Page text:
Parametricity Workshop

22nd May 2013.
Department of Computer and Information Sciences.

The idea of the workshop is to get people actively working on parametricity or logical relations together to discuss the latest research, and new research directions, in this area.

The workshop is organised by Patricia Johann.
Email: patricia.johann *at*

[SICSA logo]

This workshop is supported by the Scottish Informatics and Computer Science Alliance.


Time Talk
9:30 - 10:00 Coffee
10:00 - 10:15 Welcome remarks & information about the day
Patricia Johann
10:15 - 11:15 Fibrational Parametricity
Neil Ghani

Parametricity is a fundamental concept within programming languages designed to capture the idea that programs map related inputs to related outputs. Originally formulated by John Reynolds in the 1970s, parametrictiy has been a key tool in reasoning about programming languages ever since. However, as programming languages have advanced, parametricity has struggled to keep up. I think that part of the reason for this is that its not really clear what parametricity really is. We have lots of specific constructions of what a parametric model is but no satisfying overarching theory which can then be instantiated to a variety of different settings (operations, game-theoretic, constructive, domain theoretic etc)

In this talk I'll explain some work we have been doing in Strathclyde recently whose goal is to suggest that while the usual semantics of programming languages can be given abstractly in terms of a categorical universe using concepts such as categories, functors and natural transformations, parametricity amounts to working in a fibrational universe consisting of fibred categories, fibred functors and fibred natural transformations.

11:15 - 12:15 Type Theory in Color
Guilhem Moulin
Dependent type-theory is on the verge of becoming the standard way to formalize mathematics at the same time as displacing traditional platforms for high-insurance programming. However, current implementations of type theory are still lacking, in the sense that some obvious truths require explicit proofs, making type-theory awkward to use for many applications, both in formalization and programming. In particular, notions of erasure are poorly supported. We will present an extension of type-theory with colored terms, color erasure and interpretation of colored types as predicates. The result is a more powerful type-theory: some definitions and proofs may be omitted as they become trivial, it becomes easier to program with precise types, and some parametricity results can be internalized.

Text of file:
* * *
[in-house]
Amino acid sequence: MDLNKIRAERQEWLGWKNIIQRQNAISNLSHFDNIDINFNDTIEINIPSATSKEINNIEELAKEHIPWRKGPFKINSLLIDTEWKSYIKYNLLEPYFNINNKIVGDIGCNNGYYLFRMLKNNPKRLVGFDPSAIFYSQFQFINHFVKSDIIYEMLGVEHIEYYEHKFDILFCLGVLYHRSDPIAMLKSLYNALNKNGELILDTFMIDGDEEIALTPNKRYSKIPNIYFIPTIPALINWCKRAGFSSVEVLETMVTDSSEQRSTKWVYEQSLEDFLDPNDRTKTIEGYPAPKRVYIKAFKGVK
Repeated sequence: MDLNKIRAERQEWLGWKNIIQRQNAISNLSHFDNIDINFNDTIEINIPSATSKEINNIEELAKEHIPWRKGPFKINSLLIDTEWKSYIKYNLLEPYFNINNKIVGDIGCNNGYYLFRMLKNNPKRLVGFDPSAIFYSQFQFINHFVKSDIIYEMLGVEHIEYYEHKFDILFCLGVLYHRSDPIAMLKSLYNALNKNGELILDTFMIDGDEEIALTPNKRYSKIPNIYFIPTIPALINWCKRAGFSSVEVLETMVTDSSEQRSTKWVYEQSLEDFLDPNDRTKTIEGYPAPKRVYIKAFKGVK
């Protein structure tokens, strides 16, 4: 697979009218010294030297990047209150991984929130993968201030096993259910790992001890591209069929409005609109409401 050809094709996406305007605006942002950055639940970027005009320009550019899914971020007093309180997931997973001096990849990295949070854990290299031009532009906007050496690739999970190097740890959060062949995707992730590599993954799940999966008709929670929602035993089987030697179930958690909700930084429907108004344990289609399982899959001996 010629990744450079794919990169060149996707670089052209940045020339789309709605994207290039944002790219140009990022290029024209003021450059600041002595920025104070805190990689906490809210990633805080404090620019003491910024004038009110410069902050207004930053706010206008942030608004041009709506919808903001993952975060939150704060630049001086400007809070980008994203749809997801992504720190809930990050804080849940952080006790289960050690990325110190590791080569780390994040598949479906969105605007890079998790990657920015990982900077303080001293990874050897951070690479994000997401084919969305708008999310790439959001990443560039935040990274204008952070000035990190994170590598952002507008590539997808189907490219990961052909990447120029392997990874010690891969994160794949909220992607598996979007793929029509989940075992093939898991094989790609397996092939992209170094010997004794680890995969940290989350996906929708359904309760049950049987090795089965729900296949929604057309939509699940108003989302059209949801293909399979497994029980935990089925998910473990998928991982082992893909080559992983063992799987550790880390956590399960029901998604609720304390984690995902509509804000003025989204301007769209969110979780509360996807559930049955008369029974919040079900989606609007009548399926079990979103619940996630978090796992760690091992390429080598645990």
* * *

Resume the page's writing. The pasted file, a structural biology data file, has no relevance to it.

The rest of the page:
12:15 - 2:30 Lunch & informal discussion
2:30 - 3:30 Combining parametricity and effects
Alex Simpson
3:30 - 5:30 Coffee & informal discussion
5:30 Drinks (venue(s) TBA)
7:00 Dinner (venue(s) TBA)

Workshop Dinner


Venue, Travel and Accommodation

The workshop will take place in Livingstone Tower, which is part of the University of Strathclyde. Livingstone Tower is in central Glasgow, near to Glasgow Queen Street station. Below are travel instructions from Queen Street station, and from Glasgow and Edinburgh airports. Edinburgh and Glasgow airports are both served by several international airlines, and flights are available to and from major international hubs.


The following map shows several key locations (click on the link below the map for a larger picture):

  • Livingstone Tower, where the workshop took place.
  • Glasgow City Centre Premier Inn, the recommended accommodation.
  • Glasgow Queen Street Station, for people arriving by train or from Edinburgh airport (see below).
  • Buchanan Bus Station, for people arriving from Glasgow Airport (see below).

View Parametricity Workshop in a larger map


A convenient place to stay was the Glasgow City Centre Premier Inn, just across the road from Strathclyde University.

From Glasgow Queen Street Station

Livingstone Tower is a few minutes walk from Queen Street Station in the centre of Glasgow. The map above shows the general area.

There is also an official university map.

From Glasgow Airport

For people arriving at Glasgow Airport, here are instructions on how to get into the city centre. Probably the easiest route is to take the airport bus (Service 500) to Buchanan Street Bus station, which is close to Queen Street Station, and then to walk or take a taxi from there. The airport bus costs £7.50 for an open return.

From Edinburgh Airport

For people arriving via Edinburgh Airport, the best route is to take the airport bus to Waverley Station in central Edinburgh and then take the train to Glasgow Queen Street. There are trains every 15 minutes during the day, and every half an hour after 18.30. Note that train travel before 9.30 and between 16.30 and 18.30 is peak time, and is more expensive.